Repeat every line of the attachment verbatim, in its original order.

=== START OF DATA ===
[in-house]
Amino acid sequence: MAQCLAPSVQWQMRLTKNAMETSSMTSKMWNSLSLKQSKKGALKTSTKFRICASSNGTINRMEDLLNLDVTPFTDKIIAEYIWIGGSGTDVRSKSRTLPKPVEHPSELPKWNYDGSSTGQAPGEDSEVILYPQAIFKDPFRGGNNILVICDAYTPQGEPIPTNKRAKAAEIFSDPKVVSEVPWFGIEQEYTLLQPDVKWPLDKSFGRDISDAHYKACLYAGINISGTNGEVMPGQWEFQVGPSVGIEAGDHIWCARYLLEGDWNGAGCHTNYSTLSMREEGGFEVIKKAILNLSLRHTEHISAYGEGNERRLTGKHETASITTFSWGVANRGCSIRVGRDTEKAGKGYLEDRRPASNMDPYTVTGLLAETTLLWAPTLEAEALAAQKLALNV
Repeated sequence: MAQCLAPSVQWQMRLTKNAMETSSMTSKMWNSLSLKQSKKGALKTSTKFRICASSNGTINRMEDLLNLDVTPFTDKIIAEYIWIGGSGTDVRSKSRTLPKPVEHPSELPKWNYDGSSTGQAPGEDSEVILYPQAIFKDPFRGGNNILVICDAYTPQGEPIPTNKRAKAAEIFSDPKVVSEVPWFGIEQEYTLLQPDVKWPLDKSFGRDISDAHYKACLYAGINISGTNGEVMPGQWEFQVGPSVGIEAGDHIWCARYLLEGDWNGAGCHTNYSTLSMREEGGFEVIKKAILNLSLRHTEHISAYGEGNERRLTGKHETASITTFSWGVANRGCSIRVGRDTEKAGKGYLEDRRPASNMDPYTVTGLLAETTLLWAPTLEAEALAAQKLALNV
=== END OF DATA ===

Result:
[in-house]
Amino acid sequence: MAQCLAPSVQWQMRLTKNAMETSSMTSKMWNSLSLKQSKKGALKTSTKFRICASSNGTINRMEDLLNLDVTPFTDKIIAEYIWIGGSGTDVRSKSRTLPKPVEHPSELPKWNYDGSSTGQAPGEDSEVILYPQAIFKDPFRGGNNILVICDAYTPQGEPIPTNKRAKAAEIFSDPKVVSEVPWFGIEQEYTLLQPDVKWPLDKSFGRDISDAHYKACLYAGINISGTNGEVMPGQWEFQVGPSVGIEAGDHIWCARYLLEGDWNGAGCHTNYSTLSMREEGGFEVIKKAILNLSLRHTEHISAYGEGNERRLTGKHETASITTFSWGVANRGCSIRVGRDTEKAGKGYLEDRRPASNMDPYTVTGLLAETTLLWAPTLEAEALAAQKLALNV
Repeated sequence: MAQCLAPSVQWQMRLTKNAMETSSMTSKMWNSLSLKQSKKGALKTSTKFRICASSNGTINRMEDLLNLDVTPFTDKIIAEYIWIGGSGTDVRSKSRTLPKPVEHPSELPKWNYDGSSTGQAPGEDSEVILYPQAIFKDPFRGGNNILVICDAYTPQGEPIPTNKRAKAAEIFSDPKVVSEVPWFGIEQEYTLLQPDVKWPLDKSFGRDISDAHYKACLYAGINISGTNGEVMPGQWEFQVGPSVGIEAGDHIWCARYLLEGDWNGAGCHTNYSTLSMREEGGFEVIKKAILNLSLRHTEHISAYGEGNERRLTGKHETASITTFSWGVANRGCSIRVGRDTEKAGKGYLEDRRPASNMDPYTVTGLLAETTLLWAPTLEAEALAAQKLALNV